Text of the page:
Remarkably, the bright, sweet, lively taste of blueberries grown and picked in another country, in an earlier season, seemed not only present and pervasive but even enhanced. I imagined the fresh, tiny fruits being gathered from an orchard like the one in Pissarro’s French countryside paintings, then steeped in small batches by the jam artisan whose family had lived among the orchards for generations, and who knew that the berries would be savored later, in some other possibly distant locale, as something sweeter, softer and only slightly changed by culinary taste, heat, the perspective of light and the passage of time.
Walking alone one morning in our suburban Austin neighborhood, I noticed tiny, hard, lilac-hued berries scattered on the ground beneath a row of tall evergreen trees. I later learned that the fruits are juniper berries from juniper trees (mistakenly called cedar trees), which, when dry-roasted, can be used to season meat. But it was the painterly image of those still-foreign, smoky-lavender fruits rhythmically appearing, smeared and whole, on the cold, pebbly, gray sidewalk, and forming a watery stripe of color along the curve of the charcoal-black street, that was beautiful. They offered a greater understanding of one of the principles of the Impressionists: to move away from the grand garden scenes and formal compositions to find beauty.
Inspired by the touches of natural berry color, and in honor of the unpretentious pockets of beauty in this new place I was just beginning to know, I adapted a jam recipe I’d first made in California. But while I was absorbing the comparatively spare but determined rhythms of the Central Texas growing seasons and her more limited but strong-tasting crops, the recipe began to reflect something simpler and deeper in color, taste and meaning. I have made this jam with fresh cranberries in the fall and frozen cranberries in the spring, and I never tire of seeing the deep shades of the raw red berries and how their imperfectly round shapes soften to become like translucent rubies—almost glowing before they darken and change shape in a thickening plum-red sauce. Their transformation is a further example of the power of change, the effects of temperature and movement, and the intricacies of light and shadows created and lost in small and perhaps larger, more mysterious ways. It’s what Pissarro meant when he told Morisot that “nature is the best of counsellors.”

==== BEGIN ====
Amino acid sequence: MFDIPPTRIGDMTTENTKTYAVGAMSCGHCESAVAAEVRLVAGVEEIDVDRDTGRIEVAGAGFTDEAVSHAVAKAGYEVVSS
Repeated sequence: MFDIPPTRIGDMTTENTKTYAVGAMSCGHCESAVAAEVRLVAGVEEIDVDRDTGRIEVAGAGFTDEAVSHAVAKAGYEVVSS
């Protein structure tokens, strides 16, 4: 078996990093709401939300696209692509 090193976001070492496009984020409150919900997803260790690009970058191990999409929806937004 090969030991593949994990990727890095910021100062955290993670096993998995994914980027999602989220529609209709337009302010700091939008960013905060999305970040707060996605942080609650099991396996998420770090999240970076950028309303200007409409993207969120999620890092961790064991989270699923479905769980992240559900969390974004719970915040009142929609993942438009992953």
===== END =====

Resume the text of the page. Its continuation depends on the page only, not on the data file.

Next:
The jacket of my now-well-worn Impressionists book features Pissarro’s painting, “Woman in a Field.” The scene was painted in 1887 when, after achieving both financial and critical success as an artist, Pissarro once again faced the rejection of buyers. He depicted—with exuberant, tiny brushstrokes of pale blues, rusty reds, warm whites, tender pinks and shaded greens—a rural setting of cottages behind a low, stone wall that frames a woman walking on open land. Yet, it’s the seemingly simple, violet-blue-gray shadows beneath a few small, scattered trees stretching across and creating the darkened contrast on the sun-tinted grass that give a visceral sense of movement to the scene and the tingling feeling of a peaceful summer day. The transporting image reminds me that timeless art, like ripe berries preserved in a jam, is inspired by a specific place at a specific time, with an intention to nourish, and perhaps comfort or even inspire, others in another place and at another time.